WVU Defense Gets Head Start on Virginia Tech Opener
MORGANTOWN, W. Va. – West Virginia defensive coordinator Tony Gibson admits that his unit has been cheating. Not in any illegal way, but just in getting a bit ahead in preparing for one of the bigger Mountaineer football openers in recent years. While head coach Dana Holgorsen noted previously that he didn’t want to begin first game prep too soon, for fear of going stale, Gibson admitted that he has sneaked in a few things for his players to look at, especially in terms of the way the Hokies incorporate the quarterback into the running game.
Although Virginia Tech head coach Justin Fuente has announce that redshirt freshman Josh Jackson will be the starter on Sept. 3, Gibson doesn’t think that will be the only quarterback the Mountaineers will see behind center.
“This year, they’re going to play two or three quarterbacks. I anticipate that,” Gibson said as he provided some details on West Virginia’s activities on the field over the past week. “Are they going to try to make a living running Jackson? I don’t know. We’ll be prepared for it. Are they going to run [A.J.]Bush? We’ll be prepared for it. I think that’s a big part of their offense even going back and studying them at Memphis, so we’re going to have to be prepared for that. That’s going to be something a little different for us. Not a lot of people in the Big 12 are running quarterbacks. So, we have a lot of work to do and we’ve been cheating here the last couple of weeks of doing walk-throughs and just getting ready for some quarterback run stuff.”
The balancing act between covering all potential bases and burning a team out with too much preparation is a challenge that usually comes up at the beginning and end of the season. Preparations for openers, as Holgorsen notes, can get monotonous, as can the same for bowl games, which are often three or four weeks removed from the end of the regular season. WVU has fallen victim to that a couple of times, most notably against Florida State in the 1982 and 2005 Gator Bowls.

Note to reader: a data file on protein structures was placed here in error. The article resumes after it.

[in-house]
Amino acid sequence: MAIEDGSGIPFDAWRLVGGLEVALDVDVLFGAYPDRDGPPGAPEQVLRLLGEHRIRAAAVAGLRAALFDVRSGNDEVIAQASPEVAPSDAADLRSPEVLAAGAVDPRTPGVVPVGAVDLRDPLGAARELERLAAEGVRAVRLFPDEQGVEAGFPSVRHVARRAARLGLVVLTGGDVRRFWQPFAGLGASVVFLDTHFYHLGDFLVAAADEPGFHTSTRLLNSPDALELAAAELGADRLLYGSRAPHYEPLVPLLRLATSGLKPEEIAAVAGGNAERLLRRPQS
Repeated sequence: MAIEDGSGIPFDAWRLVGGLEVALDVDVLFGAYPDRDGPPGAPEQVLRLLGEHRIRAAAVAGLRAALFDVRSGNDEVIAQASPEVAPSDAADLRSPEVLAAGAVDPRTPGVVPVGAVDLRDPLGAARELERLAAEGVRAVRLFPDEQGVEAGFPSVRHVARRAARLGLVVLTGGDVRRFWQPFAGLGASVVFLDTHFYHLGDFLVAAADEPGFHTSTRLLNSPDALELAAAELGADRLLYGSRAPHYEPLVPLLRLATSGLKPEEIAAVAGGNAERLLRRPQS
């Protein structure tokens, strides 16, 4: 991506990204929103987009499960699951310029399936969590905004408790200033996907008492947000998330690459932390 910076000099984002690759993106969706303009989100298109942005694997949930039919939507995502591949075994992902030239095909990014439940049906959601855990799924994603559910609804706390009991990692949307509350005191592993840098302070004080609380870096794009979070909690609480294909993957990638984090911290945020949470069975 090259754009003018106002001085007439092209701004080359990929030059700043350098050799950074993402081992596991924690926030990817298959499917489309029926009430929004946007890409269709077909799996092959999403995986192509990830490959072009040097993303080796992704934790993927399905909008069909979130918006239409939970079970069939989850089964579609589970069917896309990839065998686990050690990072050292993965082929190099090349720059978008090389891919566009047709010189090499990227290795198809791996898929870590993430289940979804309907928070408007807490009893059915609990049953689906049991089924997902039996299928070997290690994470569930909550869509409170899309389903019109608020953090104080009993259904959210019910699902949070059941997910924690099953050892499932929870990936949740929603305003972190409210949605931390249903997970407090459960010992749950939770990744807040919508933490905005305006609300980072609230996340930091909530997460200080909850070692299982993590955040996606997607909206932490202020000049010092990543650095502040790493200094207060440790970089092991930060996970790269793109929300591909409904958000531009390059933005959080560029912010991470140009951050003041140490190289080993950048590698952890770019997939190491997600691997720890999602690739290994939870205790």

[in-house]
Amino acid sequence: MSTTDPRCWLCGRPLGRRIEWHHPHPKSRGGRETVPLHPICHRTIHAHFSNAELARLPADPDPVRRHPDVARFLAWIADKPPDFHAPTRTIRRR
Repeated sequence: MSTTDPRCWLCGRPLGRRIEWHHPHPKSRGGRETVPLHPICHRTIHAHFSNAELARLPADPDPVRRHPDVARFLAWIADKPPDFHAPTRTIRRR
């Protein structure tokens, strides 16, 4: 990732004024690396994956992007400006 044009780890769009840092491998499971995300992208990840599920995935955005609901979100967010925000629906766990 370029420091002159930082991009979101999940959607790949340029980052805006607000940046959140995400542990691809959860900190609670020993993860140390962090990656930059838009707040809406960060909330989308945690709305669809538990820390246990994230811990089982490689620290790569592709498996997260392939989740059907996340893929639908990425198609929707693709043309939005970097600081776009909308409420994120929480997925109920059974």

Still, there’s value in giving the defense an extra look or two at something it doesn’t see very often — in this case quarterbacks that are part of the run game. The Mountaineers do see similar looks and concepts from Kansas State, but that’s the exception in the Big 12. There’s also the fact that the Mountaineers will be depending on a number of defenders who will be filling bigger roles than in previous years, especially on the defensive front, where as many as eight or nine linemen might see action, including four at the nose position.
“We don’t have one guy right now that’s going to be able to be consistent for 70 or 80 snaps and that’s just a hard position to play with all the double teams and different things,” Gibson said of the contact-laden position in the center of the defensive line. “I like where those guys are at. I think that [Lamonte] McDougle is doing a great job. [Xavier] Pegues, Jaleel [Fields], and [Jalen] Harvey; all four of those guys are going to have to play. Is it going to be 15 snaps apiece? I don’t know.”
At end, Reese Donahue, Adam Shuler, Jon Lewis and Ezekiel Rose all figure to play, with true freshman Darius Stills also slated to avoid the scout team and be prepared to see the field. (Along with McDougle, Stills and safeties Derrek Pitts and Kenny Robinson are the true freshmen with a decent chance to avoid a redshirt at this juncture.) The line will have to employ techniques to help keep runs and scrambles contained, and that’s an additional challenge for players that will have a number of things running through their minds. Of all those players, only Lewis, Donahue and Shuler have any appreciable college experience, so just getting the others into the game will be a challenge in itself.
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While Gibson doesn’t analyze the Virginia Tech defense in terms of game preparation, he does see some similarities between his group and that of Bud Foster, the long-time Hokie defensive boss. One of the intriguing subplots in this game will be the moves each of the masterful defensive coordinators make, and while they don’t match-up directly, the one that wins the majority of the defensive battles will give his team the much better chance to win.
“They play with four down [linemen], but the mentality and the pressures, I think there are some similarities there,” Gibson observed, pointing out that the attitude and program pride in defense are items that both schools prize highly. “Coverage wise they probably do some things I don’t do, but they get after it.”